27 June 2017
This past weekend, Curiosity continued to journey east along the contact between the lower portion of Vera Rubin Ridge and the Murray formation with a drive that was a little over 20 m long. Today we worked on planning two sols, Sol 1739 and Sol 1740. On the first sol, we will take MAHLI and APXS observations of a target named ‘Rice Point’ in our continuing quest to characterize the variability of typical Murray bedrock as we ascend Mt. Sharp. We will also take some remote sensing observations to document changes in texture and chemistry of the rocks in front of us, as well as some nearby sand. We have ChemCam LIBS observations of targets named ‘Hamilton Pond,’ ‘Whalesback,’ and Rice Point. We will take associated Mastcam images to provide color documentation of the ChemCam targets, as well as Mastcam observations of ‘Fosters Brook’ and ‘Skillings River.’ After our morning science block will we continue on our way east towards the location where we can ascend Vera Rubin Ridge. Post drive, we will take a ChemCam AEGIS observation and a special stowed MAHLI observation looking back towards Aeolis Palus to document the landscape of we’ve traversed across. On the second sol of the plan, we will take some Navcam observations to characterize properties of the atmosphere and to search for dust devils.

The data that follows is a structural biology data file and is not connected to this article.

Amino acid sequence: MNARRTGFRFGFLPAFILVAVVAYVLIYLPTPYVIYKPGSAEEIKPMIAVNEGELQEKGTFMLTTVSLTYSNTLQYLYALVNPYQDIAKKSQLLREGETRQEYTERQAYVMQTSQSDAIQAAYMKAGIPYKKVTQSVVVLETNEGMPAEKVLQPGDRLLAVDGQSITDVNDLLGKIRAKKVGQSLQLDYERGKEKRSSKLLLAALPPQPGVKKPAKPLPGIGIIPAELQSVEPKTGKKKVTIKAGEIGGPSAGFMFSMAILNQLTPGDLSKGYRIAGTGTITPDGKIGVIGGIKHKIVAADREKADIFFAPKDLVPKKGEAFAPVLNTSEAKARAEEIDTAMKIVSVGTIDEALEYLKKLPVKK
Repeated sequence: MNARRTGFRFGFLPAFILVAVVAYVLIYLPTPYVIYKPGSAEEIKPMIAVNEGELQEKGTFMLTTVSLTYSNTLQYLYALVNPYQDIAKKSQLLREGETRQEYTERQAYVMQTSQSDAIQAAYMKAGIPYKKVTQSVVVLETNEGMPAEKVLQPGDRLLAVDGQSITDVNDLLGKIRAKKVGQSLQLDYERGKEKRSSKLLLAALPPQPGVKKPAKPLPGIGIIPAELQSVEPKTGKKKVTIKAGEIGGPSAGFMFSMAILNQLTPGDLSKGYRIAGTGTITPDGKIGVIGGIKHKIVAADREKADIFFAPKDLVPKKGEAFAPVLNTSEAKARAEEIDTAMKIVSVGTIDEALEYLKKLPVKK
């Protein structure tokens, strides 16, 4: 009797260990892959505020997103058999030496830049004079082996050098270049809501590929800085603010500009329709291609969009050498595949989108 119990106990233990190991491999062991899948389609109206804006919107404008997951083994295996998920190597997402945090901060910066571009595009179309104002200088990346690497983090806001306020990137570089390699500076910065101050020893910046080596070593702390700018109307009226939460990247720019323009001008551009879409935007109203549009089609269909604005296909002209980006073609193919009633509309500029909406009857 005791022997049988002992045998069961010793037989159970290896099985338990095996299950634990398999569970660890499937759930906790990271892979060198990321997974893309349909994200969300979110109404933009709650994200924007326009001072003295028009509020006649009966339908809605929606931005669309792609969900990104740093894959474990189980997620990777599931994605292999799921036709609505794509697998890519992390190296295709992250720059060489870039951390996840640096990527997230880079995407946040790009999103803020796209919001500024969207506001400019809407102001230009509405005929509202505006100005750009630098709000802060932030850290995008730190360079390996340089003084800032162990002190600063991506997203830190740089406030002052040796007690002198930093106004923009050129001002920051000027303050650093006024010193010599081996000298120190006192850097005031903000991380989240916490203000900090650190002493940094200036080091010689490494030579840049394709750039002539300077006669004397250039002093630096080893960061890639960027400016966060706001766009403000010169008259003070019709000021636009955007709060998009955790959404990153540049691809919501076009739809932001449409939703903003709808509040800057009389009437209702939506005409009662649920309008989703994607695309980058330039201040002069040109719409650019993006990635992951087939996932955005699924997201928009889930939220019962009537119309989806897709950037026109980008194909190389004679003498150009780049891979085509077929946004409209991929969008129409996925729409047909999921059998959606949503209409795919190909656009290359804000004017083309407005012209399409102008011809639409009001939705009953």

All of the data from our second imaging stop back on Sol 1734 finished coming down over the weekend, and they continue to show spectacular views of vertical bedrock exposures. We are analyzing these images to understand the nature of the geologic contact between Vera Rubin Ridge and the Murray formation, as well as the environments that deposited the layers that make up the lower ridge. We have been utilizing several of Curiosity’s cameras to help with this imaging campaign. We took untargeted, post-drive Mastcam left eye images the sol before the main imaging sol to get a good context and to help us refine pointing for the Mastcam right eye images, which have higher spatial resolution but smaller fields of view. We also took pictures of select sections of the area with the ChemCam Remote Micro-Imager (RMI) that have even higher spatial resolution than the Mastcam right images, but which are black and white only. The science team will use all of these data to perform our analyses.
Written by Abigail Fraeman, Planetary Geologist at NASA’s Jet Propulsion Laboratory